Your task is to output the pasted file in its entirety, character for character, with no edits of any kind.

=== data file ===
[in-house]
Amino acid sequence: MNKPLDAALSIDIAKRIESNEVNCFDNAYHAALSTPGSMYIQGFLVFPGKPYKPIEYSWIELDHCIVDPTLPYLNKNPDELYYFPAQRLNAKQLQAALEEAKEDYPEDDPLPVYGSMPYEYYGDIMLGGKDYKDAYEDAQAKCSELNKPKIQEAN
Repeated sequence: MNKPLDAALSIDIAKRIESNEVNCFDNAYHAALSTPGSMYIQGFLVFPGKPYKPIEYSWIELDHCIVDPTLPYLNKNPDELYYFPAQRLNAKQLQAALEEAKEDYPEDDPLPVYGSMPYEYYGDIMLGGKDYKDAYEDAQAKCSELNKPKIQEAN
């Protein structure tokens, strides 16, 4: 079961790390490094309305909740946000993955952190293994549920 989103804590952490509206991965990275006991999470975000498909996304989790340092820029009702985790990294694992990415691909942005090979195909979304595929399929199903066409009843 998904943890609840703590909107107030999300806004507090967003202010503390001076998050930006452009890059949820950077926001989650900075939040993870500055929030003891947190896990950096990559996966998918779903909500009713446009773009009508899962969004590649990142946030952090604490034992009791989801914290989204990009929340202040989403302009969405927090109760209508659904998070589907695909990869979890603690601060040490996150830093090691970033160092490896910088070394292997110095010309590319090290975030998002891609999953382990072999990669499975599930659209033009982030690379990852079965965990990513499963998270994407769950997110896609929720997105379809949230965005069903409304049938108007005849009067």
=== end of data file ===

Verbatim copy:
[in-house]
Amino acid sequence: MNKPLDAALSIDIAKRIESNEVNCFDNAYHAALSTPGSMYIQGFLVFPGKPYKPIEYSWIELDHCIVDPTLPYLNKNPDELYYFPAQRLNAKQLQAALEEAKEDYPEDDPLPVYGSMPYEYYGDIMLGGKDYKDAYEDAQAKCSELNKPKIQEAN
Repeated sequence: MNKPLDAALSIDIAKRIESNEVNCFDNAYHAALSTPGSMYIQGFLVFPGKPYKPIEYSWIELDHCIVDPTLPYLNKNPDELYYFPAQRLNAKQLQAALEEAKEDYPEDDPLPVYGSMPYEYYGDIMLGGKDYKDAYEDAQAKCSELNKPKIQEAN
């Protein structure tokens, strides 16, 4: 079961790390490094309305909740946000993955952190293994549920 989103804590952490509206991965990275006991999470975000498909996304989790340092820029009702985790990294694992990415691909942005090979195909979304595929399929199903066409009843 998904943890609840703590909107107030999300806004507090967003202010503390001076998050930006452009890059949820950077926001989650900075939040993870500055929030003891947190896990950096990559996966998918779903909500009713446009773009009508899962969004590649990142946030952090604490034992009791989801914290989204990009929340202040989403302009969405927090109760209508659904998070589907695909990869979890603690601060040490996150830093090691970033160092490896910088070394292997110095010309590319090290975030998002891609999953382990072999990669499975599930659209033009982030690379990852079965965990990513499963998270994407769950997110896609929720997105379809949230965005069903409304049938108007005849009067």